No matter which of the parties one sympathises with, the Supreme Court’s decision is a stark reminder of the risks that contractors take on when they accept diffuse design obligations. As Lord Neuberger held, all will depend upon the terms of the contract. Accordingly – now more than ever – it will be prudent for contractors to negotiate hard to expressly provide in their contracts:

  • That compliance with a prescribed design will, of itself, be deemed sufficient to meet any separate obligation to achieve prescribed criteria.
  • That in the event of any inconsistency between the obligation to comply with a prescribed design and the obligation to achieve prescribed criteria, the former shall prevail.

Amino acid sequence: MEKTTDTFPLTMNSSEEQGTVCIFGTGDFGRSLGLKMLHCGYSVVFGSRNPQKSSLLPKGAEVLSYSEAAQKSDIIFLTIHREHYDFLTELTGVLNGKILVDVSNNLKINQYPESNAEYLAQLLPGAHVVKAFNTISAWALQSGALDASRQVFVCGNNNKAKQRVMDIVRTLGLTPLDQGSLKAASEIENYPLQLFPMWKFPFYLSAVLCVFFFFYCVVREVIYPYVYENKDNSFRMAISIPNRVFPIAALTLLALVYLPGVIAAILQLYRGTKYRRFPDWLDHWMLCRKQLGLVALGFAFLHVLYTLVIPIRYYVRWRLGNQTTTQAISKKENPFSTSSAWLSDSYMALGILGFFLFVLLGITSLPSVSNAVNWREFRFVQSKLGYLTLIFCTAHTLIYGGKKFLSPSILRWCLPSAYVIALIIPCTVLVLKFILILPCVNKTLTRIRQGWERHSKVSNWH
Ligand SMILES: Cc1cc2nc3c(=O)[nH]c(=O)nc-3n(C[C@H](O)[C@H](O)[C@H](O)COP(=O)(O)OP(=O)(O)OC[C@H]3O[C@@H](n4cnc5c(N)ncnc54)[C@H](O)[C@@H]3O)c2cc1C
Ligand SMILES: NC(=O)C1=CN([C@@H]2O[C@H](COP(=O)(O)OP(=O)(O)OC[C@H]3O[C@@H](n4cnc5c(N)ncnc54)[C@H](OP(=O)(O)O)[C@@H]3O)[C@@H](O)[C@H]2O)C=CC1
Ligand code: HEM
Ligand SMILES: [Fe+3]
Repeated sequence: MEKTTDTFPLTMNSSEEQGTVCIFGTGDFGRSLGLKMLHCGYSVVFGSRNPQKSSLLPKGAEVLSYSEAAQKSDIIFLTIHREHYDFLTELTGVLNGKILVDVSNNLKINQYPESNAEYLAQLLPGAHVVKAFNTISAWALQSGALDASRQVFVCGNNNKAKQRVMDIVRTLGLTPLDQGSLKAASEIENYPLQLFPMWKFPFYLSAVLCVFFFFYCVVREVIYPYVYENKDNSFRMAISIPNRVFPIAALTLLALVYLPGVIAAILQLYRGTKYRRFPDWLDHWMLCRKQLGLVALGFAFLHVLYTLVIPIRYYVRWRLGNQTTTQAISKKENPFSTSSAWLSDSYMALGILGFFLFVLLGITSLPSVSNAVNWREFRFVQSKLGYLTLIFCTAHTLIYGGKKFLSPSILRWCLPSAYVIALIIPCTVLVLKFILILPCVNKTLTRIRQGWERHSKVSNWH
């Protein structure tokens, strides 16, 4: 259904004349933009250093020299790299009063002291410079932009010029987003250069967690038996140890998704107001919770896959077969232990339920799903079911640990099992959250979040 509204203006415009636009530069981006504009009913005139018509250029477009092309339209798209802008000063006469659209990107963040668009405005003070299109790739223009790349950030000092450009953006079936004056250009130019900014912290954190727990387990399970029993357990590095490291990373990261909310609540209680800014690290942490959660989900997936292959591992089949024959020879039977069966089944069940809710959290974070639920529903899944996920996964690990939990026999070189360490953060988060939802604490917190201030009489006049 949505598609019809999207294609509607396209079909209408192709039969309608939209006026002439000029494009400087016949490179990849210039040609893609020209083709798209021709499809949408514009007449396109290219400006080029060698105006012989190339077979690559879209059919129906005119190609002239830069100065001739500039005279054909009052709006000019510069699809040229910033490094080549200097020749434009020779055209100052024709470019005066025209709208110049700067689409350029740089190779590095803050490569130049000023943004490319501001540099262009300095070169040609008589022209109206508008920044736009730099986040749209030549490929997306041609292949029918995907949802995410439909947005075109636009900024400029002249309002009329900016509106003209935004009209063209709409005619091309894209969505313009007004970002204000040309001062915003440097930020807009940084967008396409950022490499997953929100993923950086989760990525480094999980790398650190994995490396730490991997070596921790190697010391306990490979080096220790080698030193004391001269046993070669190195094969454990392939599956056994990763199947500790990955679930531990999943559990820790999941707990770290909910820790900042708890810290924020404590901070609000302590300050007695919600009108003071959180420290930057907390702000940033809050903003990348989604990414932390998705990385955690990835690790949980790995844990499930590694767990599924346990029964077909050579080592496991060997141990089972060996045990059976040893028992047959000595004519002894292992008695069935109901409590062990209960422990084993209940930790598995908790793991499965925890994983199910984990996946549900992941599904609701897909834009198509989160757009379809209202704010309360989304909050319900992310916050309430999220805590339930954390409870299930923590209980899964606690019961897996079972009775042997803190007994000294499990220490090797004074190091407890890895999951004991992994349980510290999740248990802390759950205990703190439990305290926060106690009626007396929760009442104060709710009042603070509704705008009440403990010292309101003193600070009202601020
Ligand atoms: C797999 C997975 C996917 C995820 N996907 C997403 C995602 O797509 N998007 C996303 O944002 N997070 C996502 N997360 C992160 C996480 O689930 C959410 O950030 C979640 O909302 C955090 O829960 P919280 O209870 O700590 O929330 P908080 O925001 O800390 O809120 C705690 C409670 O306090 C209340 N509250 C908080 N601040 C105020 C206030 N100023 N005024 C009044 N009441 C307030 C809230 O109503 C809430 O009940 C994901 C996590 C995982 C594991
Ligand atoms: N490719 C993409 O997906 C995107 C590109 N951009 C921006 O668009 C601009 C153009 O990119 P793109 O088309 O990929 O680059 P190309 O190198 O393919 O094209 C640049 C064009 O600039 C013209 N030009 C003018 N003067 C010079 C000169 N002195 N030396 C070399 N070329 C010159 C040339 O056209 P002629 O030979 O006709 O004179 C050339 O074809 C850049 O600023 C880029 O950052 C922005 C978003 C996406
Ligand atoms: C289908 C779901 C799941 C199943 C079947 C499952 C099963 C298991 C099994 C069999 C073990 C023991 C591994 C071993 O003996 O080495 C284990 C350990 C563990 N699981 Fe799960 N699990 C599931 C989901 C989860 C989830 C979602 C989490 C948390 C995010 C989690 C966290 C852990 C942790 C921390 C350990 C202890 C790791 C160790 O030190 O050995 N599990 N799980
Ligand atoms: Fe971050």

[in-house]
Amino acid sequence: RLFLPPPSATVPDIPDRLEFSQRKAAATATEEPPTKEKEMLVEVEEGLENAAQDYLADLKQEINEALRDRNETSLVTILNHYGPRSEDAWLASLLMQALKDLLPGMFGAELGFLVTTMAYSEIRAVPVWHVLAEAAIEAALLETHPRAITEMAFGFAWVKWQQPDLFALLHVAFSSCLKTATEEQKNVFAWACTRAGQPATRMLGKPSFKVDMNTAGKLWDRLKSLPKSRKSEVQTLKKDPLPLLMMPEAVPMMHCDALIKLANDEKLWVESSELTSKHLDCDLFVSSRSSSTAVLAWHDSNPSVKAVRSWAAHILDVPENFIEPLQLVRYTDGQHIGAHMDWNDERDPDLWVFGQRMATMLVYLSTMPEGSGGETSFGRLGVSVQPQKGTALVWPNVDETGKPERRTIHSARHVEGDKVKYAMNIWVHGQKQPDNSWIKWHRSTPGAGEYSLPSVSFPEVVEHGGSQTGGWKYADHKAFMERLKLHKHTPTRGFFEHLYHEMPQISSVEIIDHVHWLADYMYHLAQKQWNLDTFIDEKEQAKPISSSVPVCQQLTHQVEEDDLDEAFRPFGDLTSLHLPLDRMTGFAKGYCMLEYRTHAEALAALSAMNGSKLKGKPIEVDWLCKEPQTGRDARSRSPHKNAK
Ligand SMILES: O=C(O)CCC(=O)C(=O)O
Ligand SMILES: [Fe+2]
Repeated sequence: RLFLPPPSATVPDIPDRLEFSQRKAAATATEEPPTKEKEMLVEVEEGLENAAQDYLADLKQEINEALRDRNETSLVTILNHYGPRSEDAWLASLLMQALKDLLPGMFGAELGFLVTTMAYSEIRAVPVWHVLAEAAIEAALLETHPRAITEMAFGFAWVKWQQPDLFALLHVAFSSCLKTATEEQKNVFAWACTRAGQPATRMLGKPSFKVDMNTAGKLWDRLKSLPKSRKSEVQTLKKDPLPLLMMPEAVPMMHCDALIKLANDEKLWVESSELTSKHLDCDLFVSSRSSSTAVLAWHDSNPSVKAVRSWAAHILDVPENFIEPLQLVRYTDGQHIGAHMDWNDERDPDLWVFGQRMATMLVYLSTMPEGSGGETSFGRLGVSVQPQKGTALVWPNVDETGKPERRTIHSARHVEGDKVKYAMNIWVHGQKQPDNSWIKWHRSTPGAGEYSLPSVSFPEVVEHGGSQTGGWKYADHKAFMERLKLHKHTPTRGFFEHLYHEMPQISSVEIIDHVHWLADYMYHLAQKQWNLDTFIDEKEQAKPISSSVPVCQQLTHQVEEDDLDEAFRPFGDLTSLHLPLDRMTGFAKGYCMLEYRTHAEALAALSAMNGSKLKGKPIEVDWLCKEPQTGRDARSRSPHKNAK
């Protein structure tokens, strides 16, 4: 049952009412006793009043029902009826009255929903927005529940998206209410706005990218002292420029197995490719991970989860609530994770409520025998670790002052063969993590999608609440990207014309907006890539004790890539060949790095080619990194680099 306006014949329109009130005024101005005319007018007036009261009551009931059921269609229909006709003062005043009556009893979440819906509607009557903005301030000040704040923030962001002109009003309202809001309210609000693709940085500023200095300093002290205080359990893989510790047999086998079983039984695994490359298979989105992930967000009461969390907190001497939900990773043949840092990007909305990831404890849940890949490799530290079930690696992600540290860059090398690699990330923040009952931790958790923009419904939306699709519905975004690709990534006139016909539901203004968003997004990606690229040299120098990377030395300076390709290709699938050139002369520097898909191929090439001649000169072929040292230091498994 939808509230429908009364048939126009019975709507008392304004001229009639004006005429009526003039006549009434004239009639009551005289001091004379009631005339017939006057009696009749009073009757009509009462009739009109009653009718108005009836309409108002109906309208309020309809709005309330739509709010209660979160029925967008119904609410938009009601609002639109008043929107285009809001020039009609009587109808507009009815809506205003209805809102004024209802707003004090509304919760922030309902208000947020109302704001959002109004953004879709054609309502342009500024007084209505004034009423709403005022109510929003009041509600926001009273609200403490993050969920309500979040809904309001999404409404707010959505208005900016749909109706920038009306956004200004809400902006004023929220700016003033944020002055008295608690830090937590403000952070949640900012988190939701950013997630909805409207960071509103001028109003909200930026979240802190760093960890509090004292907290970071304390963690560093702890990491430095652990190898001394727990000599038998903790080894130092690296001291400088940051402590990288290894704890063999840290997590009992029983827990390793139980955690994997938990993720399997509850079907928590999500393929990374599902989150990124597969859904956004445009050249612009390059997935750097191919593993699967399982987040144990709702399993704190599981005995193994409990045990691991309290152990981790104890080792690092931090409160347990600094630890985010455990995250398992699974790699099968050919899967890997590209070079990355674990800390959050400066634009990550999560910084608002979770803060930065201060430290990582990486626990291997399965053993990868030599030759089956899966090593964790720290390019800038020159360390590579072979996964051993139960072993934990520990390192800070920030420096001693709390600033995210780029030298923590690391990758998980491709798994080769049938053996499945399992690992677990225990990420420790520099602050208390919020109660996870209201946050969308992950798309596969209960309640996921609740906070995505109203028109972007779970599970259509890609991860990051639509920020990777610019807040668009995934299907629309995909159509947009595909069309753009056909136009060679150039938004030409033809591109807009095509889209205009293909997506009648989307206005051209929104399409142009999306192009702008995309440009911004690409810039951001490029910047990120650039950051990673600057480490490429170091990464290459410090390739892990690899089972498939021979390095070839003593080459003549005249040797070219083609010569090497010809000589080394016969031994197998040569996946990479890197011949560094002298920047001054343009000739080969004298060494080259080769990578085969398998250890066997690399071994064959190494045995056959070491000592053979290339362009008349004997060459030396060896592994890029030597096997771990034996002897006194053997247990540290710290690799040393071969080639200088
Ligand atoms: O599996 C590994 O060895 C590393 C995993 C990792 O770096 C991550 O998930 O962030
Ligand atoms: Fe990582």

• That the obligation to achieve prescribed criteria shall only apply to those parts of the article in respect of which there is no prescribed design.

If and to the extent that that is not possible, then, at the very least, contractors ought to take steps to satisfy themselves that compliance with contract plans and specifications (which the employer provides or with which the employer requires compliance) will bring about the end result that the employer is contractually entitled to expect.

Keating Chambers Matthew Finn